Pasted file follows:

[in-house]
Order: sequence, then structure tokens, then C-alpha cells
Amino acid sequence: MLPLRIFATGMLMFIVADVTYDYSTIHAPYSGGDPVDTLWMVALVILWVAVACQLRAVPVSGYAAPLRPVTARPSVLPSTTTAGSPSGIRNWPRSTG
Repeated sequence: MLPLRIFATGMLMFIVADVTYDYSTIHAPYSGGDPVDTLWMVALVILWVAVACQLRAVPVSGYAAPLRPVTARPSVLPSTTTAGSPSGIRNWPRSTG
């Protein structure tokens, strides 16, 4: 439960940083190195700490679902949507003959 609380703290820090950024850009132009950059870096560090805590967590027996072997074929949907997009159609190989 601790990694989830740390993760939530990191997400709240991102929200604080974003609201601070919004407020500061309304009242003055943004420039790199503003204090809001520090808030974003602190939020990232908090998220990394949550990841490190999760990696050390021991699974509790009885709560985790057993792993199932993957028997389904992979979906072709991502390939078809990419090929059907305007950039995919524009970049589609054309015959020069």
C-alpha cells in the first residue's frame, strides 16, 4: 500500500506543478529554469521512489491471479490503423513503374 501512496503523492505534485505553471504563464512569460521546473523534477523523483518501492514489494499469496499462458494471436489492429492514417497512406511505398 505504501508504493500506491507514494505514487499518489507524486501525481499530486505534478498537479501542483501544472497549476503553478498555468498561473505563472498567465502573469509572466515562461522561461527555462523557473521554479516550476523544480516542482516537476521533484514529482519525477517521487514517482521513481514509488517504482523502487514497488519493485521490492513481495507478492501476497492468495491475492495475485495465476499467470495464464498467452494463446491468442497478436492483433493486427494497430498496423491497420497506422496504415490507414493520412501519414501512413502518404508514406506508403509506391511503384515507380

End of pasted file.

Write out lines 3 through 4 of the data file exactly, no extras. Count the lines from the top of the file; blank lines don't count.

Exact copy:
Amino acid sequence: MLPLRIFATGMLMFIVADVTYDYSTIHAPYSGGDPVDTLWMVALVILWVAVACQLRAVPVSGYAAPLRPVTARPSVLPSTTTAGSPSGIRNWPRSTG
Repeated sequence: MLPLRIFATGMLMFIVADVTYDYSTIHAPYSGGDPVDTLWMVALVILWVAVACQLRAVPVSGYAAPLRPVTARPSVLPSTTTAGSPSGIRNWPRSTG